Mounds View Baseball Boasts Talented Twosome

Updated: 05/17/2013 9:59 PM By: Chris Long

Most Twin Cities' high school baseball programs are lucky to have one MLB draft prospect. 

This year's Mounds View team may have two - and they're multi-talented.

"To have one lefty who can throw strikes and throw hard is nice," says Mounds View coach Jon Nuss. "But to have two?  I don't know, maybe something's in the water up here."

Mustangs senior Max Knutson and junior Sam Hentges are both fireballnig lefthanded pitchers, but they also star in the field and at the plate.  Knutson plays right field, while Hentges is a power-hitting first baseman.

"They have a huge impact," Nuss says. "Both are phenomenal baseball players on both sides of the ball.  Sam is one of the best power hitters in the state. Max can hit and run. And of course, on the pitchers mound, both do a phenomenal job."

The two supremely talented players - Knutson rifles fastballs in the low-to-mid 90-'s, while Hentges has already broken the school's single-season home run record - have developed quite a bond.

"Me and Sam grew up together," Knutson says. "He asks me questions, I ask him questions."

"(Our friendship) has definitely grown over the last year, we're close to best friends," Hentges says. "We're really tight and it's fun to play with him."

Knutson has committed to Nebraska for college, but June's MLB Draft could offer him a choice.
"It'll be a tough decision," Knutson says. "Pro ball seems fun, college ball seems fun, but that's where you weigh things out. You do the pros and cons and go from there."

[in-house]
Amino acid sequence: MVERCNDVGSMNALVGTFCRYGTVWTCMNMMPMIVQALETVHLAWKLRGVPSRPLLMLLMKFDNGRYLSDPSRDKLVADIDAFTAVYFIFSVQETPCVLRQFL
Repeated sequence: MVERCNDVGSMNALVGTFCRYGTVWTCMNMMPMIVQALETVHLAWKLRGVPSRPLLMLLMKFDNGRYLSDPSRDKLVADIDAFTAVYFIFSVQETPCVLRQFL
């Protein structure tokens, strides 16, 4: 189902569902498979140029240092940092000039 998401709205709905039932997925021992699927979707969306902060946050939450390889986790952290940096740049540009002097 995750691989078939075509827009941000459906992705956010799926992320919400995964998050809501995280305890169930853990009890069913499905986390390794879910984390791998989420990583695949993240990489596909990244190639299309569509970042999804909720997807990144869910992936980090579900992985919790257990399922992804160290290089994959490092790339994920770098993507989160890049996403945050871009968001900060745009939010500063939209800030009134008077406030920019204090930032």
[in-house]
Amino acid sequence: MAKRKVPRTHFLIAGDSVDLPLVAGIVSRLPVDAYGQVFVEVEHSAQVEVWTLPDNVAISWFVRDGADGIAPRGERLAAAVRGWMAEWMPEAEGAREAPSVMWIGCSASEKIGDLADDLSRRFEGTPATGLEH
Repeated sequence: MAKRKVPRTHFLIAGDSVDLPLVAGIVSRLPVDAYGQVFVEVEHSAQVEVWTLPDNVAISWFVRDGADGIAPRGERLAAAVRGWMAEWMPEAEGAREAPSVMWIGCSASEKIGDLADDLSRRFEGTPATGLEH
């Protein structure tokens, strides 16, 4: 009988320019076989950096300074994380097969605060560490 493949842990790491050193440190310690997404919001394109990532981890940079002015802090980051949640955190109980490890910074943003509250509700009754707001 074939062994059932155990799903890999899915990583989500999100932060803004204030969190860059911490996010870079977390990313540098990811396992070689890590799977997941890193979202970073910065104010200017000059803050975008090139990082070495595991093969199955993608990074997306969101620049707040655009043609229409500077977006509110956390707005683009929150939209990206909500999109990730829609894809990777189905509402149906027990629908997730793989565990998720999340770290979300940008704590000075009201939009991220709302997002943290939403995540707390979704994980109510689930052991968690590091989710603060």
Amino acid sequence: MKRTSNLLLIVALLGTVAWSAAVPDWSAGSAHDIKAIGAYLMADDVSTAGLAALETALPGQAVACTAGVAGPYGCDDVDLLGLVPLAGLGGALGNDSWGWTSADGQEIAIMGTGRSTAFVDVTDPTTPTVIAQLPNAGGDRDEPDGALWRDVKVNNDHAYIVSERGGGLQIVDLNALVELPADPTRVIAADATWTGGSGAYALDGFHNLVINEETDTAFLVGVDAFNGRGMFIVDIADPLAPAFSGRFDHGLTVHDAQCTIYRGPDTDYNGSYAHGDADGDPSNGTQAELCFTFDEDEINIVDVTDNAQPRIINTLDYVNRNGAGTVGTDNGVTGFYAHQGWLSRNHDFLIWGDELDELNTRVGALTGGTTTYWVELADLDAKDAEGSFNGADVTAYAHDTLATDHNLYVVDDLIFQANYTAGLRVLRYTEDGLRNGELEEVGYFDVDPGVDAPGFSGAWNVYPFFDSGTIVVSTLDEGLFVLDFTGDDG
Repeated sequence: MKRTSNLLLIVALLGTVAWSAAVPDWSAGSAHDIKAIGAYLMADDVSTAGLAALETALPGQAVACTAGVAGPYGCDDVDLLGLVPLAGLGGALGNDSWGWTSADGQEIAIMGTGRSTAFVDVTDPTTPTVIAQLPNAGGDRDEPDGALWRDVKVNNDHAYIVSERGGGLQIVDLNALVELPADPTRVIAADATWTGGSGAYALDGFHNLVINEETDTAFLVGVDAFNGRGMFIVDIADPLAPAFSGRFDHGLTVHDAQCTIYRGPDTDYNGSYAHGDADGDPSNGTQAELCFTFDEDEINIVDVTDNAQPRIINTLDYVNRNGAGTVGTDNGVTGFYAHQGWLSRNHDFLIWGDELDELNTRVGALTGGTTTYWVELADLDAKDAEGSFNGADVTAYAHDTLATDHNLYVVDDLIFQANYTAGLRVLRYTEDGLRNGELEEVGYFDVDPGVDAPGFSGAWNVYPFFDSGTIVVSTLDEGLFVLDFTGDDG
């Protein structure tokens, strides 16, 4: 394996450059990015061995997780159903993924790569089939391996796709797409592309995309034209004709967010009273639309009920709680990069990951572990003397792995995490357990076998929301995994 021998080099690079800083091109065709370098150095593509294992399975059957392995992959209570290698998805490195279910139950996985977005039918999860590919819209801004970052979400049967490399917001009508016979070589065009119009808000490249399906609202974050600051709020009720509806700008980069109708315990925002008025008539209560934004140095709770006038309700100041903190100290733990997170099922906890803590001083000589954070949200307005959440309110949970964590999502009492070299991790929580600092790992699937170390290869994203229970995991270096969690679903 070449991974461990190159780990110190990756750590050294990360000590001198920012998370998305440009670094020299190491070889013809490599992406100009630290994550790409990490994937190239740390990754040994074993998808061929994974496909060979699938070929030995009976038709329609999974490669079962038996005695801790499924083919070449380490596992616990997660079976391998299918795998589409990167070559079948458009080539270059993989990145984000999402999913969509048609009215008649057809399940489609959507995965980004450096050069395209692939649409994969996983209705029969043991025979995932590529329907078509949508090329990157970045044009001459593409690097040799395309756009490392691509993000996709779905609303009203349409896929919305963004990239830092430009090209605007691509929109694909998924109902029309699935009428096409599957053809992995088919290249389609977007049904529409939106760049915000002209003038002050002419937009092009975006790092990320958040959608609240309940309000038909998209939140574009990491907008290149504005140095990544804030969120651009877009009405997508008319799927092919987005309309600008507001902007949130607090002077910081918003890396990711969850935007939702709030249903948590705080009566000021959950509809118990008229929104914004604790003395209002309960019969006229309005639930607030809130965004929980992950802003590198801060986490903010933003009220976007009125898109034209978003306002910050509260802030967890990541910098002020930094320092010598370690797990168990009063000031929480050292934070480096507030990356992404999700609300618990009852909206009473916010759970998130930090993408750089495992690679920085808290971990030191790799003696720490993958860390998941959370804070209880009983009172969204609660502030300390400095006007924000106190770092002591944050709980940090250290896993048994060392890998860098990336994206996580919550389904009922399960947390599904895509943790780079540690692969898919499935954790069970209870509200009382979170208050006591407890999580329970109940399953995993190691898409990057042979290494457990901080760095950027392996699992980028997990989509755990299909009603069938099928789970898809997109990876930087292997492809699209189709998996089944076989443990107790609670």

Max's 93 mile-an-hour arm has drawn scouts' attention not just toward him, but also to Hentges.
The other night Max was pitching with around 20 scouts there," Nuss recalls. "...and Sam hit a 450-foot home run."

His propensity for power could give Muonds View MLB draftees in back-to-back years - Knutson this year, Hentges next year.

"It's exciting for me," Hentges says. "The draft is in a month and we've talked a little about it. We'll be at his house draft day to see where he gets drafted.  It's nice to have him go first so I can follow in his footsteps."

Hentges hasn't narrowed down his college choices - in the event the draft doesn't work out - but he does say the University of Minnesota is an early contender.

But if Knutson's prediction is right, it's possible both players could skip college baseball for a chance to make it in the pros.

"Sam is an unbelievable baseball player," Max insists. "He's going to be three times better than me."

Whether it's in college or as early-round pro draftees, it's clear a bright future lies ahead for them both.

"I hear 'em talking," Nuss says. "Max will be saying, 'Ok, Sam this is gonna happen and that's going to happen.'  Max has mentored Sam a little bit. I remember once he was saying, 'You'll probably get drafted too, think about it you know!'"

If the dream of being drafted comes true for one - or both - they'll have earned it.

"It's not just about god-given talent," Nuss insists. "They both really work hard.  Both practice their skills, take it seriously, but they also have a fun time doing it."